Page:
In some procedures, an expander apparatus is used to further expand the skirt portion 24 towards the enlarged configuration (illustrated in FIG. 4). The expander apparatus is inserted into the access device, and typically has two or more members that are movable to engage the interior wall of the skirt portion 24 and apply a force sufficient to further expand the skirt portion 24. FIGS. 14 and 15 show one embodiment of an expander apparatus 200 that has a first component 202 and a second component 204. The first component 202 and the second component 204 of the expander apparatus 200 are arranged in a tongs-like configuration and are pivotable about a pin 206. The first and second components 202 and 204 can be constructed of steel having a thickness of about 9.7 mm. Each of the first and second components 202 and 204 has a proximal handle portion 208 and a distal expander portion 210. Each proximal handle portion 208 has a finger grip 212 that may extend transversely from an axis, e.g., a longitudinal axis 214, of the apparatus 200. The proximal handle portion 208 may further include a stop element, such as flange 216, that extends transversely from the longitudinal axis 214. The flange 216 preferably is dimensioned to engage the proximal end 25 of the access device 20 when the apparatus 200 is inserted a predetermined depth. This arrangement provides a visual and tactile indication of the proper depth for inserting the expander apparatus 200. In one embodiment, a dimension 218 from the flange 216 to the distal tip 220 is about 106 mm. The dimension 218 is determined by the length of the access device 20, which in turn is a function of the depth of the body structures beneath the skin surface at which the surgical procedure is to be performed. The distal portions 210 are each provided with an outer surface 222 for engaging the inside wall of the skirt portion 24. The outer surface 222 is a frusto-conical surface in one embodiment. The expander apparatus 200 has an unexpanded distal width 224 at the distal tip 220 that is about 18.5 mm in one embodiment.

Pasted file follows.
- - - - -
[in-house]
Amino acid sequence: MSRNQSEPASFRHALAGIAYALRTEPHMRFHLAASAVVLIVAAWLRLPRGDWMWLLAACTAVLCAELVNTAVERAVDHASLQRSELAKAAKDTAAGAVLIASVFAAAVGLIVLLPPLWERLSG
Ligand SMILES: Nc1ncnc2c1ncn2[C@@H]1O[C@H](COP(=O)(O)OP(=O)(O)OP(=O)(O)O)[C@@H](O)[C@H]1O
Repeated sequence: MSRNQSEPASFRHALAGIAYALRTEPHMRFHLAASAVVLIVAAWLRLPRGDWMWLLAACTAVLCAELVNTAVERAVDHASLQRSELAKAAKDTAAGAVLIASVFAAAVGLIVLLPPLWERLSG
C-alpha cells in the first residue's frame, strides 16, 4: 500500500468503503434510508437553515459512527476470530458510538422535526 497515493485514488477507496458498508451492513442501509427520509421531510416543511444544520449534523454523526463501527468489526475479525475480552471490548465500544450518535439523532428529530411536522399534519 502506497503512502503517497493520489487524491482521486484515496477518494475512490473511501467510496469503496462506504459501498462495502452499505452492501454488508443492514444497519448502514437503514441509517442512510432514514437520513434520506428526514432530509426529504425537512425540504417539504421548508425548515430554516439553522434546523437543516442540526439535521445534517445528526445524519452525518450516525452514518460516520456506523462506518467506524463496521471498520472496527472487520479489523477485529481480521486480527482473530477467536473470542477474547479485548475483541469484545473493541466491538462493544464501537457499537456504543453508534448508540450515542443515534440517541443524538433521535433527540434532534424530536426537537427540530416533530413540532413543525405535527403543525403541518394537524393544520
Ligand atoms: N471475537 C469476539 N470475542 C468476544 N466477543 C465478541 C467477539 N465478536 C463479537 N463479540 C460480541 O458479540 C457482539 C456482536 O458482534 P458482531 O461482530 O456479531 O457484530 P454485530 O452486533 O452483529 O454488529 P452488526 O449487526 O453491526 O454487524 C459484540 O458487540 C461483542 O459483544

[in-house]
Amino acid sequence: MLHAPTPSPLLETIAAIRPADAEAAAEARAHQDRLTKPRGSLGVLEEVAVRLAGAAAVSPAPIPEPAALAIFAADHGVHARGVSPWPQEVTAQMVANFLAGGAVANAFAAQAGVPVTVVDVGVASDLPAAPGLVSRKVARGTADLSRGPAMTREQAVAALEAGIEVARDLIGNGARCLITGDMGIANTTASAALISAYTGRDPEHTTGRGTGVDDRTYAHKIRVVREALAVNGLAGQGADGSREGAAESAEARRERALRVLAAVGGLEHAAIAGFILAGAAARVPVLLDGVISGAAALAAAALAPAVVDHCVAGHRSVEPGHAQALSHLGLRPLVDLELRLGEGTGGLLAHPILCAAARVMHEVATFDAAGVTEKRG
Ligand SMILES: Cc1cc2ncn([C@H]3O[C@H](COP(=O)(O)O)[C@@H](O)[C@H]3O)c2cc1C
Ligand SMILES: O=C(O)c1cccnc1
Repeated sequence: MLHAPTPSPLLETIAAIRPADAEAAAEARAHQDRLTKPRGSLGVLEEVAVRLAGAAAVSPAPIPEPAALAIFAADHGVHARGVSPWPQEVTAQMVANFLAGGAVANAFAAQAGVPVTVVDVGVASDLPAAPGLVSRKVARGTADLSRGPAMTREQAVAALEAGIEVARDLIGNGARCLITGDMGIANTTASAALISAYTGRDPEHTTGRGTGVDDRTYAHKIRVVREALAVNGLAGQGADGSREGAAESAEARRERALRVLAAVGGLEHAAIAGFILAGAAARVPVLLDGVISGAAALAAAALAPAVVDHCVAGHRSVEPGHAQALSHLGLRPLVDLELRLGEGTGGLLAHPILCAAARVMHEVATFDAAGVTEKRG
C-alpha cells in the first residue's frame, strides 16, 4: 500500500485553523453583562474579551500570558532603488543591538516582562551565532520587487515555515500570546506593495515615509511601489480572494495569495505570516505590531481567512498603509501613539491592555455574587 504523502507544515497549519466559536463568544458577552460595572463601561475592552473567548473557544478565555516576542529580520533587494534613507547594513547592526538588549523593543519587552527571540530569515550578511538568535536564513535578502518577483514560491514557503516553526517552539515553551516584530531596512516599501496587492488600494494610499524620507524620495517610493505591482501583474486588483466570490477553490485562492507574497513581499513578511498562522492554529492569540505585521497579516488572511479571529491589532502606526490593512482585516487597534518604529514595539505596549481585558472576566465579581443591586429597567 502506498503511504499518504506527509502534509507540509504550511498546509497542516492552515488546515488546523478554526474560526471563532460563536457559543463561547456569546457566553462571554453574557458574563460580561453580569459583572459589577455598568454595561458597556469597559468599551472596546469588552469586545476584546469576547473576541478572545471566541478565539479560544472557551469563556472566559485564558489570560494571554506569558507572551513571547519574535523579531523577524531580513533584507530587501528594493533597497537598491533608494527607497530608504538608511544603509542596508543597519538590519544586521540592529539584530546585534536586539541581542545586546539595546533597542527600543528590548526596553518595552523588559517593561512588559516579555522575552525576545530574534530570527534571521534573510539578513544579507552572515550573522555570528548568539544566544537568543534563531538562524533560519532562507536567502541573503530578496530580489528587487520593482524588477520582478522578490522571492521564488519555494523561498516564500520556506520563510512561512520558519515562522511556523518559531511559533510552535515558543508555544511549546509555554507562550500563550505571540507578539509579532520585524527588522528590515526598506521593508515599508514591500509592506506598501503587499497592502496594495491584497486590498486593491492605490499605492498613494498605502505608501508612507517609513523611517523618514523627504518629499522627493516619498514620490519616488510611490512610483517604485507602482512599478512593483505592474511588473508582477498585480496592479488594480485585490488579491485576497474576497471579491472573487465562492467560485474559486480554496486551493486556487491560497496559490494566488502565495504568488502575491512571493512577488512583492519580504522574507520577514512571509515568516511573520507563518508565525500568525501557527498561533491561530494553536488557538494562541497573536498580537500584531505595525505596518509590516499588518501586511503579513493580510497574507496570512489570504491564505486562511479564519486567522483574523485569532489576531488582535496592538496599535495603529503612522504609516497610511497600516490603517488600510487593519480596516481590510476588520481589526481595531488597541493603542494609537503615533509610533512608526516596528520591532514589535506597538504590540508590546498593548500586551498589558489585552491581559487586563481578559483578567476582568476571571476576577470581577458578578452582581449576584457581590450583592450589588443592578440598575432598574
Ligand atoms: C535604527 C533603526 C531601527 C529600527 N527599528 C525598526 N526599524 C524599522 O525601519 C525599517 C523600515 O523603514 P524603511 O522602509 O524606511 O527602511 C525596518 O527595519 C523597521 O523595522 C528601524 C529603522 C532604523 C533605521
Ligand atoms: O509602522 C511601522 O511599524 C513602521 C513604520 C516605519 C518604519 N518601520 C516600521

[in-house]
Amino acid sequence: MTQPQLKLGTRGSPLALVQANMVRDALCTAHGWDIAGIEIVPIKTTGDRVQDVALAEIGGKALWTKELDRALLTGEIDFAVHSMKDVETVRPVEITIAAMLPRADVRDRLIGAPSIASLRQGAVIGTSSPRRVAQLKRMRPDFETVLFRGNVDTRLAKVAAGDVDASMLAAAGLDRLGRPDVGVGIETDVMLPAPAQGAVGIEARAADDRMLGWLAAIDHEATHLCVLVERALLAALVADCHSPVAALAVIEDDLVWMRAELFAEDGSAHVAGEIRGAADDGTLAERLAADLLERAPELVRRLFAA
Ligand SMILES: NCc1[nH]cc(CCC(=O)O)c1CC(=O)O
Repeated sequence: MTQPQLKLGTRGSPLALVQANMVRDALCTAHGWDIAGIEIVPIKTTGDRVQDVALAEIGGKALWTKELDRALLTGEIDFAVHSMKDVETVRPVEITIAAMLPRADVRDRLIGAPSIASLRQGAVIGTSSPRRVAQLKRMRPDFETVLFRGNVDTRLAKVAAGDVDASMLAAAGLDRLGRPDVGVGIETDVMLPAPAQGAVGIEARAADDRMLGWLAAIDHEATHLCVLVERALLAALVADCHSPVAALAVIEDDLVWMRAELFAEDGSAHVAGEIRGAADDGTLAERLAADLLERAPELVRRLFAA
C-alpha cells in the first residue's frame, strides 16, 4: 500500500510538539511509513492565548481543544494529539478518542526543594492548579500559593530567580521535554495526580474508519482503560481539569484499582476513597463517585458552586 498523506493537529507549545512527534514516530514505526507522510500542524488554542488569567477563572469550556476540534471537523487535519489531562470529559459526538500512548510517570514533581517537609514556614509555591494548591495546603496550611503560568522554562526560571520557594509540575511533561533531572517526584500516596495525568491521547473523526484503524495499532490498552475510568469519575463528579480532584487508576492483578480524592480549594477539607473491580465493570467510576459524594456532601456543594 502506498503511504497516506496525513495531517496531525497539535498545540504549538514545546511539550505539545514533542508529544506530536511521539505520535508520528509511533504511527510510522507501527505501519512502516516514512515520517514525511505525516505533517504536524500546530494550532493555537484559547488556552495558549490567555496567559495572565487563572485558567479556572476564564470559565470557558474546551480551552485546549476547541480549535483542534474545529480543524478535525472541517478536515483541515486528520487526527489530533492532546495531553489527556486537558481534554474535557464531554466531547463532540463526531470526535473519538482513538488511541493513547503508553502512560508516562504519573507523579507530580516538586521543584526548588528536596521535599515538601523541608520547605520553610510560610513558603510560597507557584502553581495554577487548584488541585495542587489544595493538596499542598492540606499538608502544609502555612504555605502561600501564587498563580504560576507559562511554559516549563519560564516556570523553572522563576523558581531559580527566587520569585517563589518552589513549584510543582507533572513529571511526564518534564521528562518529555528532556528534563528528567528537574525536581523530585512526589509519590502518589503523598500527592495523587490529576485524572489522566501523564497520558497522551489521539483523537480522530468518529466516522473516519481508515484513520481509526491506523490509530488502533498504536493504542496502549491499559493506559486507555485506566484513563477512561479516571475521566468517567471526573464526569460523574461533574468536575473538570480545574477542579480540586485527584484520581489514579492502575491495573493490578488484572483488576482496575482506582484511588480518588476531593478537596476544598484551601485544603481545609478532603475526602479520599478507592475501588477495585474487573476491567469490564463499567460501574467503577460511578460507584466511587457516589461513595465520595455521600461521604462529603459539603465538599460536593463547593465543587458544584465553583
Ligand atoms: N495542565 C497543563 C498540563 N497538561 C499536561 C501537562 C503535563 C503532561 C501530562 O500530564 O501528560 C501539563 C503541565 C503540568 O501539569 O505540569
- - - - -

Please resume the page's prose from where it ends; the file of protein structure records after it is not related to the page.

In use, the finger grips 212 are approximated towards one another, as indicated by arrows A in FIG. 15, which causes the distal portions 210 to move to the enlarged configuration, as indicated by arrows B. The components 202 and 204 are also provided with a cooperating tab 226 and shoulder portion 228 which are configured for mutual engagement when the distal portions 210 are in the expanded configuration. In the illustrated embodiment, the expander apparatus 200 has an expanded distal width 230 that extends between the distal portions 210. The expanded distal width 230 can be about 65 mm or less, about as large as 83 mm or less, or any other suitable width. The tab 226 and shoulder portion 228 together limit the expansion of the expander apparatus 200 to prevent expansion of the skirt portion 24 of the access device 20 beyond its designed dimension, and to minimize trauma to the underlying tissue. Further features related to the expander apparatus are described in U.S. Pat. No. 6,652,553, issued Nov. 25, 2003, which is incorporated by reference in its entirety herein.

When the access device 20 is inserted into the patient and the outer sleeve 32 is removed, the skirt portion 24 expands to a point where the outward resilient expansion of the skirt portion 24 is balanced by the force of the surrounding tissue. The surgical space defined by the access device 20 may be sufficient to perform any of a number of surgical procedures or combination of surgical procedures described herein. However, if it is desired to expand the access device 20 further, the expander apparatus 200, or a similar device, may be inserted into the access device 20 in the reduced profile configuration until the shoulder portions 216 are in approximation with the proximal end 25 of the skirt portion 24 of the access device 20, as shown in FIG. 16.

FIG. 16 shows the expander apparatus 200 inserted in the access device 20 in the reduced profiled configuration. Expansion of the expander apparatus 200 is achieved by approximating the handle portions 212 (not shown in FIG. 16), which causes the distal portions 210 of the expander apparatus 200 to move to a spaced apart configuration. As the distal portions 210 move apart and contact the inner wall of the skirt portion 24, the rivet 44 is allowed to slide within the slots 46 and 48 of the skirt portion 24, thus permitting the skirt portion 24 to expand. When the distal portions 210 reach the maximum expansion of the skirt portion 24 (illustrated by a dashed line in FIG. 17), the tab 226 and shoulder portion 228 of the expander apparatus 200 come into engagement to prevent further expansion of the tongs-like portions (as illustrated in FIG. 15). Alternatively, the access device 20 may be expanded with another device that can selectively have a reduced profile configuration and an expanded configuration, e.g., a balloon or similar device.